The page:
The heart of the issue is the tax treatment of a substance called “black liquor,” a byproduct of the wood-pulping process at paper mills. The companies have burned black liquor to generate power since the 1930s.
It was not the intent of Congress to reward that behavior, but the industry and its accountants persuaded the Internal Revenue Service to allow black liquor to count as an alternative fuel in 2009. Under that program, the paper industry received more federal money than almost any industry outside the auto sector.
The new binge of tax breaks is the result of an IRS ruling on June 28, 2010, that allows black liquor to qualify for a different tax credit meant to encourage new cellulosic biofuels for transportation.
The credits have been “a boon to the industry,” according to a J.P. Morgan analysis of the pulp and paper industry. Even though Congress attempted in two separate pieces of legislation last year to limit the benefits for burning black liquor, the boon continues.
At Weyerhaeuser alone, the new use of the cellulosic biofuel credit added $149 million to the company’s 2010 profits. At least a dozen other companies also have claimed the credit or will do so over the next couple of years. A private company owned by the Koch family business also could qualify for the subsidy.
“It’s outrageous that the IRS and Congress have let these companies get a tax windfall for something that serves no public policy purpose,” said Martin A. Sullivan, a private tax economist who previously worked at the Treasury and on the staff of the Joint Committee on Taxation.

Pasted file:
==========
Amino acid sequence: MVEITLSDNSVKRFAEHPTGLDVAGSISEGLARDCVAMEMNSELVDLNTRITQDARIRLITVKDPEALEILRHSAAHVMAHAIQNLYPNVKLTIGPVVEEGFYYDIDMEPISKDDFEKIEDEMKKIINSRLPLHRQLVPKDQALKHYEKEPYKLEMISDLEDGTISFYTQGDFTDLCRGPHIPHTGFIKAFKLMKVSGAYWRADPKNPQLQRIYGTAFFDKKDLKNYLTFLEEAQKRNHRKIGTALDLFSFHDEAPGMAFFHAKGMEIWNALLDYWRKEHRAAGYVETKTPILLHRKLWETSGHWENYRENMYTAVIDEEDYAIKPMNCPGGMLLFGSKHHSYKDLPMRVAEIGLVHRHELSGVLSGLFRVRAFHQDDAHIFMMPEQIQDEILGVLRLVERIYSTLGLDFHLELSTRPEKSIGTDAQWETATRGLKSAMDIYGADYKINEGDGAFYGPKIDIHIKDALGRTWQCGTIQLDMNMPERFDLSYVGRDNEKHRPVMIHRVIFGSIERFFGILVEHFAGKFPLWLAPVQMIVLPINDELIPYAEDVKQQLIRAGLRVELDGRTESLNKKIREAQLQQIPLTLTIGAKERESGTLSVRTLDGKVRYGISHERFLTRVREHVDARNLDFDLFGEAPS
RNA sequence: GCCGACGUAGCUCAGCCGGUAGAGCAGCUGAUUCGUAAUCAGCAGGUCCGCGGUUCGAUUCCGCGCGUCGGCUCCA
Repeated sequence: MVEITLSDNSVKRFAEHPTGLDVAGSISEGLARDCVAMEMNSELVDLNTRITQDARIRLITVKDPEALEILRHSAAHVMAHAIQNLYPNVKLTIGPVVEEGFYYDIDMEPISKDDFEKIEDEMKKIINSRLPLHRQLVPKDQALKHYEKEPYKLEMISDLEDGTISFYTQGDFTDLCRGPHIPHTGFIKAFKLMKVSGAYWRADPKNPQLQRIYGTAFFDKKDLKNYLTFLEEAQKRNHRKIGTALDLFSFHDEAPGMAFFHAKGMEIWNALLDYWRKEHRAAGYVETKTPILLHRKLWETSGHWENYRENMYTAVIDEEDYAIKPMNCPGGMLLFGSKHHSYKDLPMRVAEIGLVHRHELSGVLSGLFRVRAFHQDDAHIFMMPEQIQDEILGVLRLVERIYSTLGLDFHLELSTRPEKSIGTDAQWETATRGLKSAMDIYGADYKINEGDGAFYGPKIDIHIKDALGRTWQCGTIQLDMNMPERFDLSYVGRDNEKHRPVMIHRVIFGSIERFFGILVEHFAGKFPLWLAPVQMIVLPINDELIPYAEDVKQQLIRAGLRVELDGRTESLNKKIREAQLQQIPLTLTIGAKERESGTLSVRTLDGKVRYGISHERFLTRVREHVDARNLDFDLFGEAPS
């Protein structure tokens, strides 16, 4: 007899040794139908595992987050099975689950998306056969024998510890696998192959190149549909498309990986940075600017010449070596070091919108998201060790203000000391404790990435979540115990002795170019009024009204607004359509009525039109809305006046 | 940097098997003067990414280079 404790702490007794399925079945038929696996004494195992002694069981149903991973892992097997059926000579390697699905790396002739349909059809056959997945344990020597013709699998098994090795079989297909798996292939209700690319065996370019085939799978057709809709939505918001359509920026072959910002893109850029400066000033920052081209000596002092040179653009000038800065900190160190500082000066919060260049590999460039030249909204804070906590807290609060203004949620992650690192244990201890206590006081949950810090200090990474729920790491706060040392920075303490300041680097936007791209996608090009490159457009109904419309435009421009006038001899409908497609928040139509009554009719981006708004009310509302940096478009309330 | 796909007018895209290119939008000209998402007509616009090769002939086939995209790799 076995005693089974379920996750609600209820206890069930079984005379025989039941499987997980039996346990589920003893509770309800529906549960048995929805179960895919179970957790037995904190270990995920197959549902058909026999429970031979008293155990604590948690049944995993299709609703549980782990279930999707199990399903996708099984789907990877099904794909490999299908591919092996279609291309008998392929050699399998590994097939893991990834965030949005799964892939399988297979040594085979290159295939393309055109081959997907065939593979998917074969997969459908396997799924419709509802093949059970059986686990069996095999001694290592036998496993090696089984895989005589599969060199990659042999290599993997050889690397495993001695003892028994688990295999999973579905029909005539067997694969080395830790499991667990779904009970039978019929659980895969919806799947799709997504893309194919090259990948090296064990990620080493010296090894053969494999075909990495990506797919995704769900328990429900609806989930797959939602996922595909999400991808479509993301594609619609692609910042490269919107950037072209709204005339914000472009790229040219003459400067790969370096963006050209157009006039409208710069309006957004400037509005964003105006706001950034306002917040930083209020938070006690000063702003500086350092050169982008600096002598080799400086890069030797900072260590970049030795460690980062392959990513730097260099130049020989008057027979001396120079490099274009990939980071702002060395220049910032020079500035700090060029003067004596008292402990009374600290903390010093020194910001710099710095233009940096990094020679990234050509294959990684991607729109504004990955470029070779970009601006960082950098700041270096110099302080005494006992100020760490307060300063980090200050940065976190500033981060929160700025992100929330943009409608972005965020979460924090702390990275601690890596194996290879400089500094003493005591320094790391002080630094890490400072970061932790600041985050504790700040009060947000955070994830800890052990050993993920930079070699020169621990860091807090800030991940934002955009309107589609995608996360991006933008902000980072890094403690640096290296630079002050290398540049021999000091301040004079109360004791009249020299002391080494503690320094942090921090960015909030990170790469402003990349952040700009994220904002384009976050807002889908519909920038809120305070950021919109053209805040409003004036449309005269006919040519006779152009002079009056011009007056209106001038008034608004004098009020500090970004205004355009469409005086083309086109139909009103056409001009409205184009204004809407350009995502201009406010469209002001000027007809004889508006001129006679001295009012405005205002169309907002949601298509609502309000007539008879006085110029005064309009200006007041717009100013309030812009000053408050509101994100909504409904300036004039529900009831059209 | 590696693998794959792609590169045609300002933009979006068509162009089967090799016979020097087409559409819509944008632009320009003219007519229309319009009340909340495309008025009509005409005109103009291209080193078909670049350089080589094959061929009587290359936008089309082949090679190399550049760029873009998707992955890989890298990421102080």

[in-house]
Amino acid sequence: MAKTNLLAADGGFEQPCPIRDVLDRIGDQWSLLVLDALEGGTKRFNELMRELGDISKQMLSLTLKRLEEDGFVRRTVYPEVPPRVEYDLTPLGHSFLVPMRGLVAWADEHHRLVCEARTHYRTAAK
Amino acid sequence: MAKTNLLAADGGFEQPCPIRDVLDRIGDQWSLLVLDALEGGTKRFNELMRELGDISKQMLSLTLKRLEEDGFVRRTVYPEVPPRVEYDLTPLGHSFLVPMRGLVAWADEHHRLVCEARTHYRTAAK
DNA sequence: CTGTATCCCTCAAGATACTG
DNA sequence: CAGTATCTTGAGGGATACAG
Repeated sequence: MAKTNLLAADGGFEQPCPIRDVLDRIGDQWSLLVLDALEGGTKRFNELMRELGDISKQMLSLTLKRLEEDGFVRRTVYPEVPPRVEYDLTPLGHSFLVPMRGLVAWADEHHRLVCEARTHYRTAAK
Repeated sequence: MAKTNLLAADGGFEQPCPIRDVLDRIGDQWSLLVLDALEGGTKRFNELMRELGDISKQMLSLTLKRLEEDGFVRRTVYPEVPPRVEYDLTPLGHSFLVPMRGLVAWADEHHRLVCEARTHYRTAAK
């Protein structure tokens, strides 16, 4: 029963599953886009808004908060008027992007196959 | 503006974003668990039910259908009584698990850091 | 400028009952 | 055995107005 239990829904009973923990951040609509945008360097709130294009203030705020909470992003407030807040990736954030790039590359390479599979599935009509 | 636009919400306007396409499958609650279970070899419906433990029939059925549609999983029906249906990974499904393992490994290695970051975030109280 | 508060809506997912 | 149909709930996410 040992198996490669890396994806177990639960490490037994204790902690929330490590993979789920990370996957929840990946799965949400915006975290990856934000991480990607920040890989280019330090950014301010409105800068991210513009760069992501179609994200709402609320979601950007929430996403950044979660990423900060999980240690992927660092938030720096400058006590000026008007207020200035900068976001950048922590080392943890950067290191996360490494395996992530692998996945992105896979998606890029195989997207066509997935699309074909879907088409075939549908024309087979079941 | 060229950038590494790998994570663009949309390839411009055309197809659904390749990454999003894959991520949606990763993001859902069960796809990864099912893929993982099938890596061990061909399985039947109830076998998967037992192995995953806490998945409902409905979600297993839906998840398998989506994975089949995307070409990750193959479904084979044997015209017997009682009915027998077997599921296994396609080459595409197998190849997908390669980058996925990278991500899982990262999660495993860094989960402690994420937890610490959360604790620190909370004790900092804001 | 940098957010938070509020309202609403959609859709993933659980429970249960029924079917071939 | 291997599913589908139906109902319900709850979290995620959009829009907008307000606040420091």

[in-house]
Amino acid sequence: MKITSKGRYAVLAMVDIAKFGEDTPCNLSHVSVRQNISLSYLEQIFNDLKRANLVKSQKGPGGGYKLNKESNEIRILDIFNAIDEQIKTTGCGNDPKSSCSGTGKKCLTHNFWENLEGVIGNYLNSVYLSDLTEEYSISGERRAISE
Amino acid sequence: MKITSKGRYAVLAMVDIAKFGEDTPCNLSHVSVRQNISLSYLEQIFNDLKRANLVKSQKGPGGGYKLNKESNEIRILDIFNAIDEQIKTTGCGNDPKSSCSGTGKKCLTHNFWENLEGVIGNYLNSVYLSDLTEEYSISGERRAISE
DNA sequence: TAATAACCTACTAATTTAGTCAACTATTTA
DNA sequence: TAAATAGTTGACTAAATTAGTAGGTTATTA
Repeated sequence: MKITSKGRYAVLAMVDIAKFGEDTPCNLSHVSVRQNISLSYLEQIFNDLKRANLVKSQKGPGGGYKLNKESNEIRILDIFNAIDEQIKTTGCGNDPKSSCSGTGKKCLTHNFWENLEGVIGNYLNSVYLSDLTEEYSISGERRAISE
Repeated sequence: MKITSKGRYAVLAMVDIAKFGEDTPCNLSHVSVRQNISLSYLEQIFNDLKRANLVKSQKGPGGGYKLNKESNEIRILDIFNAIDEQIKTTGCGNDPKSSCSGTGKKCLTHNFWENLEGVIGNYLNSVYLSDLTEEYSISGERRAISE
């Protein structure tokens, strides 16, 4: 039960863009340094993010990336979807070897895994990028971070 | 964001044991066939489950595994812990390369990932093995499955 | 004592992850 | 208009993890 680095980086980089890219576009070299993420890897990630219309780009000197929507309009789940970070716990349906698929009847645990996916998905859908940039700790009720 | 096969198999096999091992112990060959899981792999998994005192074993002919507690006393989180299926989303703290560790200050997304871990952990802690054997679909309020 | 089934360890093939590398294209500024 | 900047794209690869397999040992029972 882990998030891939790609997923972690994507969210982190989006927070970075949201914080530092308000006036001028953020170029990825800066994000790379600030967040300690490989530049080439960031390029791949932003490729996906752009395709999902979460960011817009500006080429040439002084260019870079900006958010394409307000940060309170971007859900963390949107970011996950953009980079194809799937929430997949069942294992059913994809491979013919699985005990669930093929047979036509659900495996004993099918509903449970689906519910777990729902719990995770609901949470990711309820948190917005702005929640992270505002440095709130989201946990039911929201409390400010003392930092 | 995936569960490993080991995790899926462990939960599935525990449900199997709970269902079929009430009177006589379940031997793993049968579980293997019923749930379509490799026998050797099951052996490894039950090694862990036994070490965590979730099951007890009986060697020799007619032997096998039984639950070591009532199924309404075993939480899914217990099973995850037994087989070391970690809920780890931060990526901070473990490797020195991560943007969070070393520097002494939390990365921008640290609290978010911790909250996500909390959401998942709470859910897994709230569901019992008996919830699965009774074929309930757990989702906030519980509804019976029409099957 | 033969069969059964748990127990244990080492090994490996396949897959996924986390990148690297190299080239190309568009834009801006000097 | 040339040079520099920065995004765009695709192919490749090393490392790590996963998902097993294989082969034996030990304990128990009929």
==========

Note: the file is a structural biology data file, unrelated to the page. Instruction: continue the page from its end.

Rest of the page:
The IRS, he said, “definitely could have shut it down and, for reasons that are hard to understand, they caved to everything the industry asked for.”
The industry says it’s just good business. “Companies have a fiduciary responsibility to their shareholders to use the credits if it is advantageous for them,” said Chuck Fuqua, spokesman for the American Forest and Paper Association.
The black liquor saga began in 2009, when the industry started taking advantage of the “alternative fuel mixture credit,” originally part of a massive 2005 highway bill. The 50-cents-a-gallon credit was, in tax jargon, “refundable,” meaning companies that were losing money received checks from the Treasury. In 2009, International Paper alone received $1.7 billion in cash and cut its tax bill by another $379 million because of the alternative fuel mixture credit, according to its annual report.
Eager to limit the cost to the Treasury — more than $4 billion by the end of fiscal year 2009 — Congress said that black liquor would not qualify for the alternative fuel tax credits after Dec. 31, 2009. And to help cover the cost of the January 2010 health-care law, Congress also barred black liquor from qualifying for the cellulosic biofuel tax credit.